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Is Obesity Genetic? Understanding the Impact of Genetics on Weight

Written by Andrew Le, MD

UpdatedFebruary 22, 2024

In weight gain, we often think about food and exercise. But there's more to the story. Genetics, our unique DNA, plays a role too.

While what we eat and how active we are matter, recent studies suggest that our genes also contribute. Like genes influence our height, they can affect up to 80% of our body weight differences.

In this article, you’ll learn how genes can contribute to obesity. We'll also look into testing and treatment options.

🔑 Key Takeaways

  • The prevalence of obesity has been steadily rising, leading to an epidemic that poses significant challenges to public health systems worldwide.
  • Genes determine traits and characteristics like eye color, height, and susceptibility to certain diseases.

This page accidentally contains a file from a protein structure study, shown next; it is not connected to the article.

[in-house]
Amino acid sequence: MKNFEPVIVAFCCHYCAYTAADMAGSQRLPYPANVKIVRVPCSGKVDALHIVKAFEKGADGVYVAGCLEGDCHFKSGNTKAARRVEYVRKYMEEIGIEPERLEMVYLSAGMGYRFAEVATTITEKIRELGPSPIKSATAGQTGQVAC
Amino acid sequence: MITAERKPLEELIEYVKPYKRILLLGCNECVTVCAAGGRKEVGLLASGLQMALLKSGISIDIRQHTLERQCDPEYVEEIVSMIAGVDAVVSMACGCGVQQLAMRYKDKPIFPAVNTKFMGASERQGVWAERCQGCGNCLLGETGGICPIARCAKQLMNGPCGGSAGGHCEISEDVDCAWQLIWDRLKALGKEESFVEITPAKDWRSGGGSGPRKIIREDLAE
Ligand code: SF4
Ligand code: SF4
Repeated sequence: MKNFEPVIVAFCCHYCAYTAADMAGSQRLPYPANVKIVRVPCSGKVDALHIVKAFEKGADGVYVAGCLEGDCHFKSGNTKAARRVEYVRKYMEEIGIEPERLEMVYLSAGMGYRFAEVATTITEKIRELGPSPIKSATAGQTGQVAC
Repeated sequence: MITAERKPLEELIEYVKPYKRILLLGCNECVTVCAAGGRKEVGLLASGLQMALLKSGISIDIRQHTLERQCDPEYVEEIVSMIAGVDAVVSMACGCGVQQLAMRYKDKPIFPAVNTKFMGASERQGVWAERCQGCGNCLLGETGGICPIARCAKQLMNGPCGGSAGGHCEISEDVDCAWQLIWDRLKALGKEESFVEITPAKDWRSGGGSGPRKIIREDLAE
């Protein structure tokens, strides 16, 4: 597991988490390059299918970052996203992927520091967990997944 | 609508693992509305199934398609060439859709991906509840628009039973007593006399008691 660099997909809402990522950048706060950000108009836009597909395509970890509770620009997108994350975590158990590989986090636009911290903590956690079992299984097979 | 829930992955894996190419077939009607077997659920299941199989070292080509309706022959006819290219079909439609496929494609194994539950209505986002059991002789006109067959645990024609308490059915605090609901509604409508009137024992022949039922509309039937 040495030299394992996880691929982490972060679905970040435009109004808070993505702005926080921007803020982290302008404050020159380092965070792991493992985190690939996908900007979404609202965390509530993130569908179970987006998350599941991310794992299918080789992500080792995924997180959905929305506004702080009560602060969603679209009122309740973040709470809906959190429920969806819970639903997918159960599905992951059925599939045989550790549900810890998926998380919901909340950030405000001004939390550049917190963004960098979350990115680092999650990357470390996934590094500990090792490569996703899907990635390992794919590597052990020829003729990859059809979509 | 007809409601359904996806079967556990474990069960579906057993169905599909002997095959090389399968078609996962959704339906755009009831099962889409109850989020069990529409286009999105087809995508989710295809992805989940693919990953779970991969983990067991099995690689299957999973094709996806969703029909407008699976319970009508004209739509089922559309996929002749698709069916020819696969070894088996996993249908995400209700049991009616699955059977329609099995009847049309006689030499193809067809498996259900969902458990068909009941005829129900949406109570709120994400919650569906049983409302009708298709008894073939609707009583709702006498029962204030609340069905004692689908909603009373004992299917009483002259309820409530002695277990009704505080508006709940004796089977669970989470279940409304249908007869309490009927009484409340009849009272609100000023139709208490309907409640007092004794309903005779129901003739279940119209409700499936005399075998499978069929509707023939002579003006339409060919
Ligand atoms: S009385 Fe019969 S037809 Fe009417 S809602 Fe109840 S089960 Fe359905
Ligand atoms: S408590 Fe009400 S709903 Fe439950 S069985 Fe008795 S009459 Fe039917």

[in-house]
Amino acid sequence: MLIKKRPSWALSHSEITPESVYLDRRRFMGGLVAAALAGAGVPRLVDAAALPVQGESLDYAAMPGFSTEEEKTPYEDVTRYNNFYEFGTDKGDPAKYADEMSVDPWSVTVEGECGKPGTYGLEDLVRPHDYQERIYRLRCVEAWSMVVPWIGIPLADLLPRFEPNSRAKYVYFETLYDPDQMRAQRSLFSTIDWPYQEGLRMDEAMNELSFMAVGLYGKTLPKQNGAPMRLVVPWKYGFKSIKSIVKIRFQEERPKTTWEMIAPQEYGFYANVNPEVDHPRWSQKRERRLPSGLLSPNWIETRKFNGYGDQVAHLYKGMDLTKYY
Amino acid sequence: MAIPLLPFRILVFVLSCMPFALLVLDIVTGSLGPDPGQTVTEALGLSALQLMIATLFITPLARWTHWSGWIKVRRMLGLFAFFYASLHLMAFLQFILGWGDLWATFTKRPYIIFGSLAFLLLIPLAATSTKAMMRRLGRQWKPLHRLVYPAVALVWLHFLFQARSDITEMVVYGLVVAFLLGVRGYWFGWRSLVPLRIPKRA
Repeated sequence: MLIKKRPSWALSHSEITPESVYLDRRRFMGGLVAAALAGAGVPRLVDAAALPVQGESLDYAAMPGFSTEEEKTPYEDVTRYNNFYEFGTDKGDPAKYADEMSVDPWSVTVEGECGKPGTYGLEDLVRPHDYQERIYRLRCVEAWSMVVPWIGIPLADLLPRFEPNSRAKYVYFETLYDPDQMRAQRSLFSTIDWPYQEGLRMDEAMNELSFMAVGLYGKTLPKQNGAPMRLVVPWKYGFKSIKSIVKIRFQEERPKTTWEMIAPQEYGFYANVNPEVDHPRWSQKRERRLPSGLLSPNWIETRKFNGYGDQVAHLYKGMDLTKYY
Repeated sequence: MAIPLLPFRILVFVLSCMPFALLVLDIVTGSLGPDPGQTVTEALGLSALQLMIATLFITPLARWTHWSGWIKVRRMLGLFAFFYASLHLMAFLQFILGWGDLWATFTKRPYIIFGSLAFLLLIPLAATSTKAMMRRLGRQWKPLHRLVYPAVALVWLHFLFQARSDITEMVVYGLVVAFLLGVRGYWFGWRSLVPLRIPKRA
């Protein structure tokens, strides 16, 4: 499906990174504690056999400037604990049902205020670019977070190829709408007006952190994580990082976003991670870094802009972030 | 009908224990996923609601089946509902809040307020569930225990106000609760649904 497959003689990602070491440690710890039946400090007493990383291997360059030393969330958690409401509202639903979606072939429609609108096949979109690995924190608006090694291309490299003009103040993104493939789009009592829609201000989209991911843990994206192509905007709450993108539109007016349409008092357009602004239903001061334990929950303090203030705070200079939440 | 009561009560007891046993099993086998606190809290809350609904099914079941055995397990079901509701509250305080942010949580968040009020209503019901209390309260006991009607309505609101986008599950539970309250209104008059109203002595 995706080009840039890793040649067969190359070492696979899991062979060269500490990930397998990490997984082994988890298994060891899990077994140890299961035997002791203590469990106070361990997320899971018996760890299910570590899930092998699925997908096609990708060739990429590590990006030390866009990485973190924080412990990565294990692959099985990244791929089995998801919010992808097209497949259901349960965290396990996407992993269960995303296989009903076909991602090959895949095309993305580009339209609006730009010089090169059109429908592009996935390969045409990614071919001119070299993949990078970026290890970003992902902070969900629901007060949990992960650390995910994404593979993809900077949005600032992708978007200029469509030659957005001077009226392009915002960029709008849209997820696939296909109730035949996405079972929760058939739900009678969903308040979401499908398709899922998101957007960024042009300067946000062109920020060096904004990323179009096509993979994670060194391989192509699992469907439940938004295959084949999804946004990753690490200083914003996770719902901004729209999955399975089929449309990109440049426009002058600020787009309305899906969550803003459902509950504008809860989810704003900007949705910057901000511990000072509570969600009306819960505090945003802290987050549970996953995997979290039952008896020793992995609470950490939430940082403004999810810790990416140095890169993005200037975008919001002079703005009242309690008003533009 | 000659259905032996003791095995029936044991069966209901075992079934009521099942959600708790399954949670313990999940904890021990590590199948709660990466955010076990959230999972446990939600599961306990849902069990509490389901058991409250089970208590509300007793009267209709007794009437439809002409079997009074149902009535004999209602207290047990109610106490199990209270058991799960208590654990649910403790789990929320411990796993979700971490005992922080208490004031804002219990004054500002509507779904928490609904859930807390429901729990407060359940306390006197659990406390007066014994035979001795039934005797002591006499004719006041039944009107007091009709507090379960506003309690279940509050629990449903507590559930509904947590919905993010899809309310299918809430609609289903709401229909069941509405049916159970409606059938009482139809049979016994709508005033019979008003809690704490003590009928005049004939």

• Recent studies have revealed that genetics can account for 40-70% of obesity.
  • Currently, no commercially available genetic tests specifically target "obesity genes" to predict an individual's susceptibility to obesity.
  • Dietary control measures, such as establishing eating routines and limiting food access, can help manage hyperphagia and improve quality of life.
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Understanding Obesity

Obesity is a complex and multifactorial medical condition characterized by an excessive accumulation of body fat.

It is typically assessed using the body mass index (BMI), calculated by dividing a person's weight in kilograms by the square of their height in meters.
A BMI of 30 kg/m² or higher indicates obesity in adults. Obesity significantly increases the risk of various health issues, including diabetes, heart disease, stroke, and certain cancers.

💡 Did You Know?

Morbid obesity, part of the obesity spectrum, involves a high BMI within specific ranges and is closely tied to obesity-related health issues, significantly affecting well-being.

But how is obesity impacting people worldwide?

Global Obesity Problem